Multiple goals within the community to create sustainable resources.
Multiple staff members focused in areas like medicine, the arts, social justice issues.
Multiple strategies for distribution of grants.
Multiple grants throughout the community, highlighted in annual reports and websites and special presentations to promote understanding of the mission.
Multiple cultivation and stewardship strategies with donors.
Multiple board members reflecting the community makeup, bringing unique expertise to the issues confronting any foundation.
Multiple task forces for even broader community input.
Multiple professional advisors who can help in making an impact growing the funding base.
Multiple community partners who help to inform the board, the staff and advisors.
Multiple funding partners from other private foundations, from other community members, or the local and federal governments.
The impact of community foundations:
With these combinations of approaches foundation can be very responsive to new challenges or opportunities that present within the community.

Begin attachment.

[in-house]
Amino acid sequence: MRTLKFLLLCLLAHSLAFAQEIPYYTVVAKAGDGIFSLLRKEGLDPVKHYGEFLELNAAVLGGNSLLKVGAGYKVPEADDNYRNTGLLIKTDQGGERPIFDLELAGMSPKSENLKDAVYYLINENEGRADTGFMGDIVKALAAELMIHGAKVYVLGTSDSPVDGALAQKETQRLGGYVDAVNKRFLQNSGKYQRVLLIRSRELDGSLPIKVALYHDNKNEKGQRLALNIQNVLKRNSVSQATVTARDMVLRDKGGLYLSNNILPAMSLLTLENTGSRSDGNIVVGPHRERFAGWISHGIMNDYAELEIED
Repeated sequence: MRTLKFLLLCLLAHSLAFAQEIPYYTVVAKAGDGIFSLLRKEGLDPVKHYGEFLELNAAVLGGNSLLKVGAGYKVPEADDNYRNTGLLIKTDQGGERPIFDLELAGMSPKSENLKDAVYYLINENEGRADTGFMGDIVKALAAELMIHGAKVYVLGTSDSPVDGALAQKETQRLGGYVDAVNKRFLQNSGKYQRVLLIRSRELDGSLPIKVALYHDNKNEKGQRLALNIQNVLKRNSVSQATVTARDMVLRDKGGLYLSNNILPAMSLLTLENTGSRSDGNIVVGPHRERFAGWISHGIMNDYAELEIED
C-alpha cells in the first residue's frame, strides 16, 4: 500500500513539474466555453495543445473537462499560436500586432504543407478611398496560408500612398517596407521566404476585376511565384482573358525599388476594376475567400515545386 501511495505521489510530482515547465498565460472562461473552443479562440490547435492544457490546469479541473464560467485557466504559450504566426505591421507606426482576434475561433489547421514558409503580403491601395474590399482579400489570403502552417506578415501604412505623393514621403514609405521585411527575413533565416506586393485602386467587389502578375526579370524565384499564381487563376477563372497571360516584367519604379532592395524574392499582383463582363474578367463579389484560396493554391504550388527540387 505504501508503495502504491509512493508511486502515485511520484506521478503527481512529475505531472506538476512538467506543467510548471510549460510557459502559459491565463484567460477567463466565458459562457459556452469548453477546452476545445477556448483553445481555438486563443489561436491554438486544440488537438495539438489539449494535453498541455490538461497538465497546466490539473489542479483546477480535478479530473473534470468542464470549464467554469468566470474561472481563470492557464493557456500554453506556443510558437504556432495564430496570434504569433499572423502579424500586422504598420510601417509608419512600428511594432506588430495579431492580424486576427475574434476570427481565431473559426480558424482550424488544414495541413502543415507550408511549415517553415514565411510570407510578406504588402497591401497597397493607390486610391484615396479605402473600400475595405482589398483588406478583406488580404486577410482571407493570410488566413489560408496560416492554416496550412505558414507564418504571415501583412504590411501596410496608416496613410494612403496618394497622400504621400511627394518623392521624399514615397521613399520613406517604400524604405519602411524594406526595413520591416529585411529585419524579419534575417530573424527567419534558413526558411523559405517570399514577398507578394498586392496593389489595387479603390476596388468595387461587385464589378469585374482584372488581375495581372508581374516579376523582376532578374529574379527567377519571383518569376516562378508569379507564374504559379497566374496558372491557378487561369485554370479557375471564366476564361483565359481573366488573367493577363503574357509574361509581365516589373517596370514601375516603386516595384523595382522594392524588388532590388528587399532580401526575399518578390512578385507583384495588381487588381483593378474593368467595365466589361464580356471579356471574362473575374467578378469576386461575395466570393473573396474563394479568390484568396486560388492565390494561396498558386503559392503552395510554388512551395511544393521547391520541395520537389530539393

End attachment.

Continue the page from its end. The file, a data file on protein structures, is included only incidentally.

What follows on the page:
Every community foundation would have responded in the face of the corona virus. Whether it was to provide bridge funding for organizations that could not continue to support themselves fully, or contribute to the community food bank, or provide a lifeline for vulnerable residents who are homeless or incarcerated, or support essential workers, or provide relief for small businesses, or advance education for children...the foundations had the infrastructure to help many in the community. And they did.
For communities hit with catastrophe--like the destructive fires in the west, hurricanes, storms and floods, earthquakes, the foundations would be there.
Combatting systemic racism through advocacy, programmatic support, school based programs...foundations must respond for the good of the communities.
As health care challenges arise, foundations are able to respond to those, whether the work is focused on premature birth and mortality/morbidity consequences, sickle cell anemia, BRCA screening, Alzheimer's, development of vaccines in the face of a pandemic, etc.
Support for the arts is a very important part of community foundations as is education, the environment, and human services of all types like immigration or combatting violence, etc.
Many other programs related to issues focused within certain geographic areas are all in the purview of these special foundations.